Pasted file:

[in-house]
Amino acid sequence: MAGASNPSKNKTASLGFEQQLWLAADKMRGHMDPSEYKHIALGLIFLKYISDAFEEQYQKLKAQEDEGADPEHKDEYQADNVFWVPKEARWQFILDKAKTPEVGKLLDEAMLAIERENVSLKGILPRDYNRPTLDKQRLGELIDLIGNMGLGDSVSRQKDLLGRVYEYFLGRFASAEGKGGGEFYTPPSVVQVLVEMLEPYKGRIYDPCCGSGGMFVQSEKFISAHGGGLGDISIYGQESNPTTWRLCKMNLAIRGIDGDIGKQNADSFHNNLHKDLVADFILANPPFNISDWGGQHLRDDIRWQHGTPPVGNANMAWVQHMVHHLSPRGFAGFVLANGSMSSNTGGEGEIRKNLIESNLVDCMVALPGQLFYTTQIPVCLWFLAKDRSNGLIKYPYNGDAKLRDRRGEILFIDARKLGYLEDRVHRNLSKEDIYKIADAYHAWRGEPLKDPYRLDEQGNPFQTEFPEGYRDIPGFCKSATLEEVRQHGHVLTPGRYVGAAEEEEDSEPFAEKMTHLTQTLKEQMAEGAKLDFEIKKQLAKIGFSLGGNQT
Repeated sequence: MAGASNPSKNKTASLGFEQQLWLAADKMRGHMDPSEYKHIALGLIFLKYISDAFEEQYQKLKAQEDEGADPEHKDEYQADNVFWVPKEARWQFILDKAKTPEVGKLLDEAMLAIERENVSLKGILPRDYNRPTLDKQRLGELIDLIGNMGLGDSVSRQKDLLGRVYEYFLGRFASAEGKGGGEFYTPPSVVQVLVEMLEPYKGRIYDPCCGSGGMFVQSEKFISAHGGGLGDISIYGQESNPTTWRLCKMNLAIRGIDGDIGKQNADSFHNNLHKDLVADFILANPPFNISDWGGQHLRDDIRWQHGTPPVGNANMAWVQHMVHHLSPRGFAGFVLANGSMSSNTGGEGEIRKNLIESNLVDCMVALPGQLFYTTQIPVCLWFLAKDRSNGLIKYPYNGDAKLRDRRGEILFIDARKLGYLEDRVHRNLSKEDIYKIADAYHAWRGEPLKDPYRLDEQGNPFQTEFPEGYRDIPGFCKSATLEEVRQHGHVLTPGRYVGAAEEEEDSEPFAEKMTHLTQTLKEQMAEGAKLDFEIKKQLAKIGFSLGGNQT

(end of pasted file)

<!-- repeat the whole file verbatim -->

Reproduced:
[in-house]
Amino acid sequence: MAGASNPSKNKTASLGFEQQLWLAADKMRGHMDPSEYKHIALGLIFLKYISDAFEEQYQKLKAQEDEGADPEHKDEYQADNVFWVPKEARWQFILDKAKTPEVGKLLDEAMLAIERENVSLKGILPRDYNRPTLDKQRLGELIDLIGNMGLGDSVSRQKDLLGRVYEYFLGRFASAEGKGGGEFYTPPSVVQVLVEMLEPYKGRIYDPCCGSGGMFVQSEKFISAHGGGLGDISIYGQESNPTTWRLCKMNLAIRGIDGDIGKQNADSFHNNLHKDLVADFILANPPFNISDWGGQHLRDDIRWQHGTPPVGNANMAWVQHMVHHLSPRGFAGFVLANGSMSSNTGGEGEIRKNLIESNLVDCMVALPGQLFYTTQIPVCLWFLAKDRSNGLIKYPYNGDAKLRDRRGEILFIDARKLGYLEDRVHRNLSKEDIYKIADAYHAWRGEPLKDPYRLDEQGNPFQTEFPEGYRDIPGFCKSATLEEVRQHGHVLTPGRYVGAAEEEEDSEPFAEKMTHLTQTLKEQMAEGAKLDFEIKKQLAKIGFSLGGNQT
Repeated sequence: MAGASNPSKNKTASLGFEQQLWLAADKMRGHMDPSEYKHIALGLIFLKYISDAFEEQYQKLKAQEDEGADPEHKDEYQADNVFWVPKEARWQFILDKAKTPEVGKLLDEAMLAIERENVSLKGILPRDYNRPTLDKQRLGELIDLIGNMGLGDSVSRQKDLLGRVYEYFLGRFASAEGKGGGEFYTPPSVVQVLVEMLEPYKGRIYDPCCGSGGMFVQSEKFISAHGGGLGDISIYGQESNPTTWRLCKMNLAIRGIDGDIGKQNADSFHNNLHKDLVADFILANPPFNISDWGGQHLRDDIRWQHGTPPVGNANMAWVQHMVHHLSPRGFAGFVLANGSMSSNTGGEGEIRKNLIESNLVDCMVALPGQLFYTTQIPVCLWFLAKDRSNGLIKYPYNGDAKLRDRRGEILFIDARKLGYLEDRVHRNLSKEDIYKIADAYHAWRGEPLKDPYRLDEQGNPFQTEFPEGYRDIPGFCKSATLEEVRQHGHVLTPGRYVGAAEEEEDSEPFAEKMTHLTQTLKEQMAEGAKLDFEIKKQLAKIGFSLGGNQT